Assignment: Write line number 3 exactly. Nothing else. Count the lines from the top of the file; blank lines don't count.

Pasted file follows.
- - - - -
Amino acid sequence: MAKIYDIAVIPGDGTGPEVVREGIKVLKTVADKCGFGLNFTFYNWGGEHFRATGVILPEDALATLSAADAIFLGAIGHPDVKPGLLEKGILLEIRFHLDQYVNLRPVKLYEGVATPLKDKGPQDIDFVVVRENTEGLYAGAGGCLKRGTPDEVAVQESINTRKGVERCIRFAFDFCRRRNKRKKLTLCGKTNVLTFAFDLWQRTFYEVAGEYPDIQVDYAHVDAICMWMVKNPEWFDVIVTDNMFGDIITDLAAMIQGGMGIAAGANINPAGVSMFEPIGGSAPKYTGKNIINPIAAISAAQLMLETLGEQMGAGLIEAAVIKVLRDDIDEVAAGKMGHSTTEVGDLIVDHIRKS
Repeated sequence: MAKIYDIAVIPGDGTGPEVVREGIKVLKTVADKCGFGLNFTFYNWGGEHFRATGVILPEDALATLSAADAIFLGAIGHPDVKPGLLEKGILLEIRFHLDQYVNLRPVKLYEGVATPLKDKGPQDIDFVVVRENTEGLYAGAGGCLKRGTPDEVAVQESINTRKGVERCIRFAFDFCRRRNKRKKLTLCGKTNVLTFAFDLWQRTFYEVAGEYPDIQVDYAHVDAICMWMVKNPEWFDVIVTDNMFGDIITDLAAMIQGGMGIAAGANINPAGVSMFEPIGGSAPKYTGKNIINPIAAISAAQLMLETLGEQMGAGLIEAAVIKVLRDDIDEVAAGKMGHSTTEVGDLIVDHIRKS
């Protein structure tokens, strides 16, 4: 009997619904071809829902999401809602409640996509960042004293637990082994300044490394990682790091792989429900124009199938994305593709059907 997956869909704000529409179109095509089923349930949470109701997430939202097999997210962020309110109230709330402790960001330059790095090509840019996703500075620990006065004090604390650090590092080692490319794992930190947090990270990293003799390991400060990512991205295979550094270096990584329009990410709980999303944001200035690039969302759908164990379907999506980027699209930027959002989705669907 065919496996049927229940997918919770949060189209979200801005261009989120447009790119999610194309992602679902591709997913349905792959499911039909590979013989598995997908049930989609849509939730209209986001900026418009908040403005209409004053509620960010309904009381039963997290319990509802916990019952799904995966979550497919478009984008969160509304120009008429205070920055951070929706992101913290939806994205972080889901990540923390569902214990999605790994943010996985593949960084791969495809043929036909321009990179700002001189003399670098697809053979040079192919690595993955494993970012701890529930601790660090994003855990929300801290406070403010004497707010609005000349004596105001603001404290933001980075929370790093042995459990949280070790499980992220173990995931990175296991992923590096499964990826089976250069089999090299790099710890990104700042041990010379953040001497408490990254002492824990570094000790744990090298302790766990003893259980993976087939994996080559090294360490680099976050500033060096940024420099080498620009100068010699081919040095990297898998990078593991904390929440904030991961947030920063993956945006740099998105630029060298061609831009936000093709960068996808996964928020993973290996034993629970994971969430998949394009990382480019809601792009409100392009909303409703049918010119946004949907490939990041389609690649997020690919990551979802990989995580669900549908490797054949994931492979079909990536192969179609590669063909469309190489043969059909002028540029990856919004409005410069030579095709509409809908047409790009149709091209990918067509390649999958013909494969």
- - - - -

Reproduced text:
């Protein structure tokens, strides 16, 4: 009997619904071809829902999401809602409640996509960042004293637990082994300044490394990682790091792989429900124009199938994305593709059907 997956869909704000529409179109095509089923349930949470109701997430939202097999997210962020309110109230709330402790960001330059790095090509840019996703500075620990006065004090604390650090590092080692490319794992930190947090990270990293003799390991400060990512991205295979550094270096990584329009990410709980999303944001200035690039969302759908164990379907999506980027699209930027959002989705669907 065919496996049927229940997918919770949060189209979200801005261009989120447009790119999610194309992602679902591709997913349905792959499911039909590979013989598995997908049930989609849509939730209209986001900026418009908040403005209409004053509620960010309904009381039963997290319990509802916990019952799904995966979550497919478009984008969160509304120009008429205070920055951070929706992101913290939806994205972080889901990540923390569902214990999605790994943010996985593949960084791969495809043929036909321009990179700002001189003399670098697809053979040079192919690595993955494993970012701890529930601790660090994003855990929300801290406070403010004497707010609005000349004596105001603001404290933001980075929370790093042995459990949280070790499980992220173990995931990175296991992923590096499964990826089976250069089999090299790099710890990104700042041990010379953040001497408490990254002492824990570094000790744990090298302790766990003893259980993976087939994996080559090294360490680099976050500033060096940024420099080498620009100068010699081919040095990297898998990078593991904390929440904030991961947030920063993956945006740099998105630029060298061609831009936000093709960068996808996964928020993973290996034993629970994971969430998949394009990382480019809601792009409100392009909303409703049918010119946004949907490939990041389609690649997020690919990551979802990989995580669900549908490797054949994931492979079909990536192969179609590669063909469309190489043969059909002028540029990856919004409005410069030579095709509409809908047409790009149709091209990918067509390649999958013909494969």